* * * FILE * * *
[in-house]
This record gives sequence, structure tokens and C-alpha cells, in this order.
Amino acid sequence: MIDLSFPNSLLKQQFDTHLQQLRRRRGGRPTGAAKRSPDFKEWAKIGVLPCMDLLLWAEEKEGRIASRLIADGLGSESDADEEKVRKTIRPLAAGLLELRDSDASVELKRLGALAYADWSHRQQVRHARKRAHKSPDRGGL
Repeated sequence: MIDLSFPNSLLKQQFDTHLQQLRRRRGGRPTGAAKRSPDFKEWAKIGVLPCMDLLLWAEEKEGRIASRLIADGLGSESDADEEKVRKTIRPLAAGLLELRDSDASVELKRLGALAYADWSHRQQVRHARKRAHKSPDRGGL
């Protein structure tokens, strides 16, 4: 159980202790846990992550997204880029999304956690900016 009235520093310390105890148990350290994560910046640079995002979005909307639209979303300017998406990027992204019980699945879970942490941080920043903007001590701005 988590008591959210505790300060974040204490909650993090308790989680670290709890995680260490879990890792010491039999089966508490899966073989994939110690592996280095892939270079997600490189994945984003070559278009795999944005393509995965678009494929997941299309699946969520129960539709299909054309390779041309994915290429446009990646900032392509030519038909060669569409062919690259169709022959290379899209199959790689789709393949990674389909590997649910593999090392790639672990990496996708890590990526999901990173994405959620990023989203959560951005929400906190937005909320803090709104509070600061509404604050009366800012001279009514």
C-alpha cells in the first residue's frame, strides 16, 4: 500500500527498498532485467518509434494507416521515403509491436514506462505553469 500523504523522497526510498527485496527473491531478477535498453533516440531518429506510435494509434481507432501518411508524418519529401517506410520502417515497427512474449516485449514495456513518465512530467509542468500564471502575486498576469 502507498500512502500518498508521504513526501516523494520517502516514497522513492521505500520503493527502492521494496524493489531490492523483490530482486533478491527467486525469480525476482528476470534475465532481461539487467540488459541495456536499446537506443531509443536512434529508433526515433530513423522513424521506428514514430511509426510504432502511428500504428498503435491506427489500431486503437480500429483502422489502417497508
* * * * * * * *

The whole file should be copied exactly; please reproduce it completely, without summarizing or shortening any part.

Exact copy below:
[in-house]
This record gives sequence, structure tokens and C-alpha cells, in this order.
Amino acid sequence: MIDLSFPNSLLKQQFDTHLQQLRRRRGGRPTGAAKRSPDFKEWAKIGVLPCMDLLLWAEEKEGRIASRLIADGLGSESDADEEKVRKTIRPLAAGLLELRDSDASVELKRLGALAYADWSHRQQVRHARKRAHKSPDRGGL
Repeated sequence: MIDLSFPNSLLKQQFDTHLQQLRRRRGGRPTGAAKRSPDFKEWAKIGVLPCMDLLLWAEEKEGRIASRLIADGLGSESDADEEKVRKTIRPLAAGLLELRDSDASVELKRLGALAYADWSHRQQVRHARKRAHKSPDRGGL
């Protein structure tokens, strides 16, 4: 159980202790846990992550997204880029999304956690900016 009235520093310390105890148990350290994560910046640079995002979005909307639209979303300017998406990027992204019980699945879970942490941080920043903007001590701005 988590008591959210505790300060974040204490909650993090308790989680670290709890995680260490879990890792010491039999089966508490899966073989994939110690592996280095892939270079997600490189994945984003070559278009795999944005393509995965678009494929997941299309699946969520129960539709299909054309390779041309994915290429446009990646900032392509030519038909060669569409062919690259169709022959290379899209199959790689789709393949990674389909590997649910593999090392790639672990990496996708890590990526999901990173994405959620990023989203959560951005929400906190937005909320803090709104509070600061509404604050009366800012001279009514």
C-alpha cells in the first residue's frame, strides 16, 4: 500500500527498498532485467518509434494507416521515403509491436514506462505553469 500523504523522497526510498527485496527473491531478477535498453533516440531518429506510435494509434481507432501518411508524418519529401517506410520502417515497427512474449516485449514495456513518465512530467509542468500564471502575486498576469 502507498500512502500518498508521504513526501516523494520517502516514497522513492521505500520503493527502492521494496524493489531490492523483490530482486533478491527467486525469480525476482528476470534475465532481461539487467540488459541495456536499446537506443531509443536512434529508433526515433530513423522513424521506428514514430511509426510504432502511428500504428498503435491506427489500431486503437480500429483502422489502417497508